Two Versions of a Death in Custody

     BENTON, Ark. (CN) - Arkansas police beat and Tasered a man to death in jail after he suffered a heart attack, his mother claims in court - but the sheriff claims the man swallowed 2 grams of meth before he was jailed on a DUI charge.
     The Saline County Sheriff's Office told several Arkansas news outlets that the late Casey Babovec, who was arrested on a DUI charge, told another inmate he had swallowed 2 grams of meth before he was arrested.
     "Saline County Sheriff's Office Lt. Scottie Courtney said 2 grams of crystal meth is a 'huge amount' and that he was sure it was at least a contributing factor in Babovec's death," the Arkansas Democrat-Gazette reported in its online edition the day after Babovec died.
     Robin Babovec sued Saline County, its Sheriff Bruce Pennington and 10 named deputies on behalf of her son, who died in custody on April 13, 2011. He was 30.
     In her lawsuit in Saline County Court, Robin Babovec claims that after beating and Tasering him, deputies pulled his unconscious body to a holding cell, "hitting him again and leaving him alone, unconscious, in severe need of emergency care."
     "(D)uring his detention Casey Babovec requested emergency medical treatment on numerous occasions, claimed to be having a heart attack and displayed classic symptoms of a heart attack which demonstrated an objectively serious medical need for emergency medical care," his mother says in the lawsuit.
     She claims that her son was not only denied medical care "but also threatened by the deputies with punishment if he continued to request such care."
     She claims: "That Casey Babovec was involved in a physical confrontation with another detainee. That when the deputies removed Casey Babovec from his cell, they physically punished him for his constant requests for emergency medical care under the guise of subduing him for 'resisting.' ...
     "That while Casey Babovec was restrained face-down on the floor, the deputies acted collectively and with malice to severely beat him, illegally Taser him, sit on him, suffocate him, severely injure him, render him unconscious, and ultimately kill him. ... The deputies' actions constituted excessive force and the imposition of cruel and unusual punishment."
     After he was injured or dead, deputies "purposely segregated Casey Babovec from the general population of the jail by pulling his unconscious body to a separate holding cell, hitting him again and leaving him alone, unconscious, in severe need of emergency care," according to the lawsuit.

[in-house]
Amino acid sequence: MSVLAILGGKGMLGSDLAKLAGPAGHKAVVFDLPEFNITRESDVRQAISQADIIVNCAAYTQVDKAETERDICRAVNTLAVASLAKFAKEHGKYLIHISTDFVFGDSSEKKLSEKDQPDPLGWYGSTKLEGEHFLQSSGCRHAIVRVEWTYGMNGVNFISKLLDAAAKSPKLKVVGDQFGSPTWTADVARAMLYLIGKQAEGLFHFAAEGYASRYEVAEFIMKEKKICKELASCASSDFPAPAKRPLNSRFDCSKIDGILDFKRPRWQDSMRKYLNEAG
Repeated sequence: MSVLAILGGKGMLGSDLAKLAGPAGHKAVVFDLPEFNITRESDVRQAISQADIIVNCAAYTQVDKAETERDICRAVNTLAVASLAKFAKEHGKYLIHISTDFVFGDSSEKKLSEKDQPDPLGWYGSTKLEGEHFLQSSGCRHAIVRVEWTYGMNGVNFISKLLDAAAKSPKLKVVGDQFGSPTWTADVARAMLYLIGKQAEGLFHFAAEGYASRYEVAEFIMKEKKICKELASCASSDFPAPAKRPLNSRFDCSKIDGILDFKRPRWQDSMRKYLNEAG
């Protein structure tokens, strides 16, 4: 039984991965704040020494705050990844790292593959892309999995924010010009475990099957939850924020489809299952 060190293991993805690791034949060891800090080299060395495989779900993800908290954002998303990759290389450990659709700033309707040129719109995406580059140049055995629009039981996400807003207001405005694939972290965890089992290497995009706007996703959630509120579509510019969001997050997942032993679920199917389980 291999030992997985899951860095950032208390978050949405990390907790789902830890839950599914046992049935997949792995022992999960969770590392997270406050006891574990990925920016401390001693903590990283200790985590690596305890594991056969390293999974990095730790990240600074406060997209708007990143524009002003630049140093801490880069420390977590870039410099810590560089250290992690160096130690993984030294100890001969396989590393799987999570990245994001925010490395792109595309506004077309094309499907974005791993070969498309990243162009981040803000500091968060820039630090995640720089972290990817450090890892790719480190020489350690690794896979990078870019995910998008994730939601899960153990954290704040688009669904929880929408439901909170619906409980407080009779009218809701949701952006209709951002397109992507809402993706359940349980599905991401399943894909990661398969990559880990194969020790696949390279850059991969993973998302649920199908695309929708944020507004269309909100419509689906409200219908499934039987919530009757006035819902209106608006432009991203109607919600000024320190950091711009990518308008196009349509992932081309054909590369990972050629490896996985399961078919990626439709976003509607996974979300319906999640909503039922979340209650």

Babovec's mother claims that Saline Detention Center officials have a history of beating inmates, that beatings are "part of the official custom and practice at the Saline County Detention Center." And she claims the deputies conspired to misrepresent the circumstances of her son's death.
     She seeks compensatory and punitive damages for constitutional and civil rights violations, excessive force and wrongful death.
     She is represented by James F. Swindoll, of Little Rock.
     Sheriff Pennington told arkansasonline.com, the Internet edition of the Press-Democrat, that Babovec was arrested at about 1 p.m., began "acting strangely" at around 5 p.m. and hit another inmate.
     "'Detention officers went in broke up the altercation and removed Babovec and began to subdue him,'" Pennington said in a statement, according to the Press-Democrat story of April 14, 2011. "'After they subdued him, and placed him in another holding cell, alone, he became unresponsive.'
     "Babovec was rushed to the hospital, where he was pronounced dead," according to the newspaper.
     In a video posted on Liveleak.com, allegedly of Babovec's collapse or death, jail deputies appear to be restraining and tending to him, but not beating him.
     The Democrat-Gazette reported in its April 14 story that Sheriff's Lt. Scottie Courtney told it: "There are things worse than jail time for getting caught with drugs. I'm not trying to make light of this. But you do not want to eat drugs. That's just not smart."